A trilateral commission, representing the government and both chambers of parliament, will meet to discuss the 2004 draft budget in mid-July, Federation Council Speaker Sergei Mironov said Monday.

One of the key contested issues is the planned cancellation of the sales tax as of Jan. 1, 2004, which could result in a loss of 60 billion rubles ($1.98 billion) in tax revenues to the regions.

"The main goal for the Federation Council, the chamber that represents the regions in parliament, is to find ways [in the budget] to compensate for those losses," Mironov said.

Before Aug. 1, the Finance Ministry is expected to submit the revised 2004 draft budget to the government, which will consider the draft at its meeting on Aug. 14 and then present it to the State Duma before Aug. 26.




Ford Triples Sales



MOSCOW (MT) -- The Ford Motor Co. on Monday reported sales of 7,375 cars in Russia during the first half of 2003, almost triple the 2,818 sold in the first half of 2002, Dow Jones reported.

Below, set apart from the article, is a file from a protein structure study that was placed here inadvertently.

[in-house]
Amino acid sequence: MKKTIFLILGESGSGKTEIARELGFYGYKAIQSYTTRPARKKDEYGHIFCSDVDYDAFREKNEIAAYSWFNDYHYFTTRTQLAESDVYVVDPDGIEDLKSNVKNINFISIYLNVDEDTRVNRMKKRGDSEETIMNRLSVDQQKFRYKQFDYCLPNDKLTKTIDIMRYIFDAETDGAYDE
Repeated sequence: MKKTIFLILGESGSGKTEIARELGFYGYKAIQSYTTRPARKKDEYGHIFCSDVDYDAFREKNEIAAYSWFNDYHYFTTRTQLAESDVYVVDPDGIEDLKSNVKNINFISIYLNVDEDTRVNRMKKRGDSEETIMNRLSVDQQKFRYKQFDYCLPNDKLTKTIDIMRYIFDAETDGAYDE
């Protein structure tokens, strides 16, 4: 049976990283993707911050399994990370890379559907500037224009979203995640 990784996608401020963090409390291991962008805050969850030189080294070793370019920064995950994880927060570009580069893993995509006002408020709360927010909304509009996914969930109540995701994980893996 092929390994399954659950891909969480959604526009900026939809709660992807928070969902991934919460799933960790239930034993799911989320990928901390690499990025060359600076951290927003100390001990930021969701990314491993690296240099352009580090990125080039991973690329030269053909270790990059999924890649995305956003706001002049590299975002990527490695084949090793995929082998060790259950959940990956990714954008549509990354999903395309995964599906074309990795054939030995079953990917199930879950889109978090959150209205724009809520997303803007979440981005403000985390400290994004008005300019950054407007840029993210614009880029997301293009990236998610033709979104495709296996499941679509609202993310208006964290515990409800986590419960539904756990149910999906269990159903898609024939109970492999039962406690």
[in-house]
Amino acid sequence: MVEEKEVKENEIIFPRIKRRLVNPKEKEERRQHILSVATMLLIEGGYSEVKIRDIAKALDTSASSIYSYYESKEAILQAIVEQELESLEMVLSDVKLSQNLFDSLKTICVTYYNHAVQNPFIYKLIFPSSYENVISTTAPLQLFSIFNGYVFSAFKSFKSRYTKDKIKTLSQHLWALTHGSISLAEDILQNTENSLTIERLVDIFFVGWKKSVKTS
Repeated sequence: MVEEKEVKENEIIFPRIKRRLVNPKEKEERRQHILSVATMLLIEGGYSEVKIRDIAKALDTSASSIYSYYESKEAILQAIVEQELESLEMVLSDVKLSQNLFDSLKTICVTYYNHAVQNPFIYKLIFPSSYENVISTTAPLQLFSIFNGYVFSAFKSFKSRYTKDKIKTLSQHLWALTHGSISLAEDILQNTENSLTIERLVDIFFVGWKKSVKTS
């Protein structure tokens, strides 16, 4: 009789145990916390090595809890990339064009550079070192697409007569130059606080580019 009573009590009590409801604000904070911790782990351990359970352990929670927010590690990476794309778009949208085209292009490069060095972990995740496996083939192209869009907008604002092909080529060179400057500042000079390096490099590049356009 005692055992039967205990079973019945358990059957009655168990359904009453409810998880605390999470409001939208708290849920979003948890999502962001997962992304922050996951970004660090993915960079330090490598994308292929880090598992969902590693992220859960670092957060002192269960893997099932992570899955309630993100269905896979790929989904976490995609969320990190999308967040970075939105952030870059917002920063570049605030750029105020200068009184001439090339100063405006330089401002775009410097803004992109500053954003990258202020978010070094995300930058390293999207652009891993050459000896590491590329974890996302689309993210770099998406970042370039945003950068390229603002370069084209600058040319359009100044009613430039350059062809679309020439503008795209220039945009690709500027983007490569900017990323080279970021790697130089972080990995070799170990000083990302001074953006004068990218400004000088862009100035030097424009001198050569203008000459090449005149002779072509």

The Focus model produced in Russia accounted for 71 percent of all sales, at 5,244 units. The imported Mondeo was the second most popular model, with sales of 1,378 units.




Threat to Shell Licenses



MOSCOW (Bloomberg) -- Russia told Royal Dutch/Shell, the world's No. 2 publicly traded oil company, to start work at a Siberian oil field or lose licenses for it, Vedomosti said, citing Sergei Shutko, a department head at the Natural Resources Ministry.